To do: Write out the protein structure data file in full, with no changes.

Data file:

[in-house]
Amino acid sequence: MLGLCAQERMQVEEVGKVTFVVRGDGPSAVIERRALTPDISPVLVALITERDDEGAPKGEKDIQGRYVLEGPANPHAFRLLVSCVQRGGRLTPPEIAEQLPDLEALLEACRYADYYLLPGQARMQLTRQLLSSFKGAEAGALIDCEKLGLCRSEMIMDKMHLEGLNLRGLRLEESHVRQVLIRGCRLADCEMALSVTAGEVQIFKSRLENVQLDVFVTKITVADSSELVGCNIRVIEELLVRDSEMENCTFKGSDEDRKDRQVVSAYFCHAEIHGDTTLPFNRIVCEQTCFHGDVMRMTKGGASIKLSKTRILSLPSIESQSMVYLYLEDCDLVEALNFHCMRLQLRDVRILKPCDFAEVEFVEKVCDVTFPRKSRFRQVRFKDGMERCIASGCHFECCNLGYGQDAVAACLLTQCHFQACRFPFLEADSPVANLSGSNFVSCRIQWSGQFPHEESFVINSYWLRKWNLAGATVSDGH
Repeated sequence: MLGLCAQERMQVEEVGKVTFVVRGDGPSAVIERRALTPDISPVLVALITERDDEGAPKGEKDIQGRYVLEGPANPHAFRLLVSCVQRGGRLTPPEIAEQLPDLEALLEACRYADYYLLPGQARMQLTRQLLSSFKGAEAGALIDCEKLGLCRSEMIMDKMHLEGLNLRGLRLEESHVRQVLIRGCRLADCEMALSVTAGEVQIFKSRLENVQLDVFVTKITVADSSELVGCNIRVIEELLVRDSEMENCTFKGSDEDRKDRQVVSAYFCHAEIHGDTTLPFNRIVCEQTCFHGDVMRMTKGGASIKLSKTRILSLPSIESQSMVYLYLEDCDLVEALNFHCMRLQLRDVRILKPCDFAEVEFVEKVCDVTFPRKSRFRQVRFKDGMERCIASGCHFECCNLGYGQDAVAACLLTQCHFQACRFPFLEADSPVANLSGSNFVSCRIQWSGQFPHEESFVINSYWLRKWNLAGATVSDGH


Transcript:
[in-house]
Amino acid sequence: MLGLCAQERMQVEEVGKVTFVVRGDGPSAVIERRALTPDISPVLVALITERDDEGAPKGEKDIQGRYVLEGPANPHAFRLLVSCVQRGGRLTPPEIAEQLPDLEALLEACRYADYYLLPGQARMQLTRQLLSSFKGAEAGALIDCEKLGLCRSEMIMDKMHLEGLNLRGLRLEESHVRQVLIRGCRLADCEMALSVTAGEVQIFKSRLENVQLDVFVTKITVADSSELVGCNIRVIEELLVRDSEMENCTFKGSDEDRKDRQVVSAYFCHAEIHGDTTLPFNRIVCEQTCFHGDVMRMTKGGASIKLSKTRILSLPSIESQSMVYLYLEDCDLVEALNFHCMRLQLRDVRILKPCDFAEVEFVEKVCDVTFPRKSRFRQVRFKDGMERCIASGCHFECCNLGYGQDAVAACLLTQCHFQACRFPFLEADSPVANLSGSNFVSCRIQWSGQFPHEESFVINSYWLRKWNLAGATVSDGH
Repeated sequence: MLGLCAQERMQVEEVGKVTFVVRGDGPSAVIERRALTPDISPVLVALITERDDEGAPKGEKDIQGRYVLEGPANPHAFRLLVSCVQRGGRLTPPEIAEQLPDLEALLEACRYADYYLLPGQARMQLTRQLLSSFKGAEAGALIDCEKLGLCRSEMIMDKMHLEGLNLRGLRLEESHVRQVLIRGCRLADCEMALSVTAGEVQIFKSRLENVQLDVFVTKITVADSSELVGCNIRVIEELLVRDSEMENCTFKGSDEDRKDRQVVSAYFCHAEIHGDTTLPFNRIVCEQTCFHGDVMRMTKGGASIKLSKTRILSLPSIESQSMVYLYLEDCDLVEALNFHCMRLQLRDVRILKPCDFAEVEFVEKVCDVTFPRKSRFRQVRFKDGMERCIASGCHFECCNLGYGQDAVAACLLTQCHFQACRFPFLEADSPVANLSGSNFVSCRIQWSGQFPHEESFVINSYWLRKWNLAGATVSDGH